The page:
Everyone wants to catch that fish of a lifetime and big snapper feature in most angler’s target species. I have been fortunate to learn a lot from fisherman in Australia and New Zealand and now I want you all to share the techniques I have learnt.
First of all like all fishing you meed to be aware of how the fish live. snapper like most fish generally live at or near the bottom. They need structure to hide in whether it is reefs or weed beds. Like many fish, the young stay close to home so they can quickly retreat back into the comfort and safety of somewhere secure from everything that see them as a square meal! Meanwhile Mum and Dad go hunting and wander further afield. For this reason big snapper sit higher up in the water column. One thing for sure though is they always keep an eye on home.
Like most species of animals on our planet there is a feeding pecking order and snapper are no different. We have learnt this by the ferocity in which big snapper hit.
The big snapper swimming higher up are always alert for a feed and always look down to where home is in case they are threatened by a predator. They see the pannies gathering around and as they are the first to eat they swim in at full speed and grab the lure.
Big snapper generally hit at full speed and there’s good evidence to suggest that scent has a minor or non-existent role in their attack. If you catch pannies as soon as you drop your baits, move on to your next structure if you want to catch big snapper as it’s unlikely there’s one there. We generally get the big fish on the first or second drop.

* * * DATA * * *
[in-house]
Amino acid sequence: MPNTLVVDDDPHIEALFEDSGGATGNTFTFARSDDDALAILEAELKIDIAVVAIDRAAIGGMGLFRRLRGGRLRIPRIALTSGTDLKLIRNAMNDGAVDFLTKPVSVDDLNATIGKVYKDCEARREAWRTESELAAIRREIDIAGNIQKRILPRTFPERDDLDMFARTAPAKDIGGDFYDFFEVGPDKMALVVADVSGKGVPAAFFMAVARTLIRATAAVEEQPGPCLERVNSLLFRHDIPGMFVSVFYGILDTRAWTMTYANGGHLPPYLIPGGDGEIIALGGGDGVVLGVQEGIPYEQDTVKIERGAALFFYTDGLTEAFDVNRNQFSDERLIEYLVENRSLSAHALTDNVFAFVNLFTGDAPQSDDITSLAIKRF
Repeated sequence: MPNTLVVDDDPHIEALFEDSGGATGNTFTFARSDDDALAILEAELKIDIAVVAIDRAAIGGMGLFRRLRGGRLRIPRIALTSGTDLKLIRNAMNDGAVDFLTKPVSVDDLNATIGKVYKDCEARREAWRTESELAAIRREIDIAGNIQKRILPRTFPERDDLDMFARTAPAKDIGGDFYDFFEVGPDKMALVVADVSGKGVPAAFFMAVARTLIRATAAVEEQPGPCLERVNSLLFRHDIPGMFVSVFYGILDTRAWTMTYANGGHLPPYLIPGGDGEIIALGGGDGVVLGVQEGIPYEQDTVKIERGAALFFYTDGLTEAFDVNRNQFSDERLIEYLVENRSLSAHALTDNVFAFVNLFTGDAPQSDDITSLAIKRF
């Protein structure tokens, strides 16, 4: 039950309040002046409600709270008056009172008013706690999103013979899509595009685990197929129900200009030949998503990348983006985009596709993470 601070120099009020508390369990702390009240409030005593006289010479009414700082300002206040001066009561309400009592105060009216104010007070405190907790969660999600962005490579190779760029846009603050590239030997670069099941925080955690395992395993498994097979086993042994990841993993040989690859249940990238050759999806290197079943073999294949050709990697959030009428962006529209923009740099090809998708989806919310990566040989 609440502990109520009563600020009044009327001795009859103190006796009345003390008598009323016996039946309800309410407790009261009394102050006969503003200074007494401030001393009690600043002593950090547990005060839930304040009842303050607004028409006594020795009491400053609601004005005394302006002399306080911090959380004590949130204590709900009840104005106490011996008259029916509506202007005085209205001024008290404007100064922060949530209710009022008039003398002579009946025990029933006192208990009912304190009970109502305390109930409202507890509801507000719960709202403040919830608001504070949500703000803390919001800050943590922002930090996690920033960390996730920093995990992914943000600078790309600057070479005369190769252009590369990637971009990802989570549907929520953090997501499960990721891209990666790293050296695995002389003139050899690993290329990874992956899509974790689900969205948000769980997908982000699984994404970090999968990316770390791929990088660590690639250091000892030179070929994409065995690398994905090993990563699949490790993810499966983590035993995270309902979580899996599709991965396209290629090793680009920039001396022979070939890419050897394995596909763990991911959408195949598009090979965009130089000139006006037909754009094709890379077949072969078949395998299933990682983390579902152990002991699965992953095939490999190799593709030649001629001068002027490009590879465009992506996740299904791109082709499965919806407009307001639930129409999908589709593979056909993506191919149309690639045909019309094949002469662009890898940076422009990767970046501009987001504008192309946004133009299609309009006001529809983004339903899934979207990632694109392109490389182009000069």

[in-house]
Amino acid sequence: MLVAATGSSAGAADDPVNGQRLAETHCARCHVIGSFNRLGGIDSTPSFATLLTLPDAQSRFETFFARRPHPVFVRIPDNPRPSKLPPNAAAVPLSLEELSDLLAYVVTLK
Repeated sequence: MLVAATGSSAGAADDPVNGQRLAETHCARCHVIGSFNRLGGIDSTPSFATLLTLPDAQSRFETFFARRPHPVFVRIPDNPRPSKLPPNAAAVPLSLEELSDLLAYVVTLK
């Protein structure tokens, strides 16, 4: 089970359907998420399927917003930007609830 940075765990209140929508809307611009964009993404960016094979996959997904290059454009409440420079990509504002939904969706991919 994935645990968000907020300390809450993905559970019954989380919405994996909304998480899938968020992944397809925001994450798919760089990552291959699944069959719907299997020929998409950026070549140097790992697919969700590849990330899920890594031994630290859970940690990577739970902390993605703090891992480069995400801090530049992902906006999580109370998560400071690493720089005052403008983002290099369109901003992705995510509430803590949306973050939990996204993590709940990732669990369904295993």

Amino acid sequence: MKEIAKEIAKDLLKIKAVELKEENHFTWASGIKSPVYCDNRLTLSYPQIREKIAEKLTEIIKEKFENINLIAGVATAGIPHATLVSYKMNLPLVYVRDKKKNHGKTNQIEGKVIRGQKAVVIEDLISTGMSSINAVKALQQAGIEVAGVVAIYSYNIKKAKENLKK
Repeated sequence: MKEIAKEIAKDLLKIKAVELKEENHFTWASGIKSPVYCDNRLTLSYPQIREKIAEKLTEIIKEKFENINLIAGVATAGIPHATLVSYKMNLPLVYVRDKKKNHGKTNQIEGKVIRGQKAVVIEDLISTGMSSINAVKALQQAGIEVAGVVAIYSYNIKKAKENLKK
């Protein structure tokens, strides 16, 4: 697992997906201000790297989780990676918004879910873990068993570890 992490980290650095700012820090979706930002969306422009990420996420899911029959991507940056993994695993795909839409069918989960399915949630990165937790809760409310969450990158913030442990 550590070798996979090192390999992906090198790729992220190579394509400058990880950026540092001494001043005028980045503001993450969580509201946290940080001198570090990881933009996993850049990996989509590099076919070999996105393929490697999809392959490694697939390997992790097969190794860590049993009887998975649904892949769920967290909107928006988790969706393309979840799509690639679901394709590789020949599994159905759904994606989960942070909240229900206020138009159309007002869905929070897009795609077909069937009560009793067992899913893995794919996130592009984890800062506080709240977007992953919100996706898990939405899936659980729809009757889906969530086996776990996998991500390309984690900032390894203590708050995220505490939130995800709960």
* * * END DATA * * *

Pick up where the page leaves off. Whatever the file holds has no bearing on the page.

The technique we have learnt really makes it interesting. We have found the less you do is usually the better as snapper are a bit like bream and get spooked easily. Remember you want to attract the pannies by the scent and not the action. The less action the lure has, the more they will be attracted – less to frighten them. They are babies and still timid eaters. If the bottom is a reef you will need a strong leader of perhaps 30lbs.
Main line should be braid and it is a very good idea to use multi coloured braid so you know exactly how deep your lure is. Colour changes every ten metres so just look at the sounder, if it says 40 metres let out 40 metres of braid. Most important is you want to continuously stay as close to the bottom as possible. It’s preferable to drift and do not anchor with soft plastics.
The movement past the pannies means there is some urgency to do something. Main line can be anything from 8lb to 30 lb but I generally use around 14lb Braid.
Try and fish as light as you can but what I use in almost all situations is a 5/8 ounce jighead such as the Berkley Saltwater series or Bozos coloured jigheads with reflective eyes. Eyes are an important trigger and make the lure look even more realistic. It is important to keep you line between vertical and 45 degrees so what we do is use the boat motor to slow the drift down. As the line moves out of this vertical to 45 degrees angle hit reverse to slow the drift down until the line is in the right position again.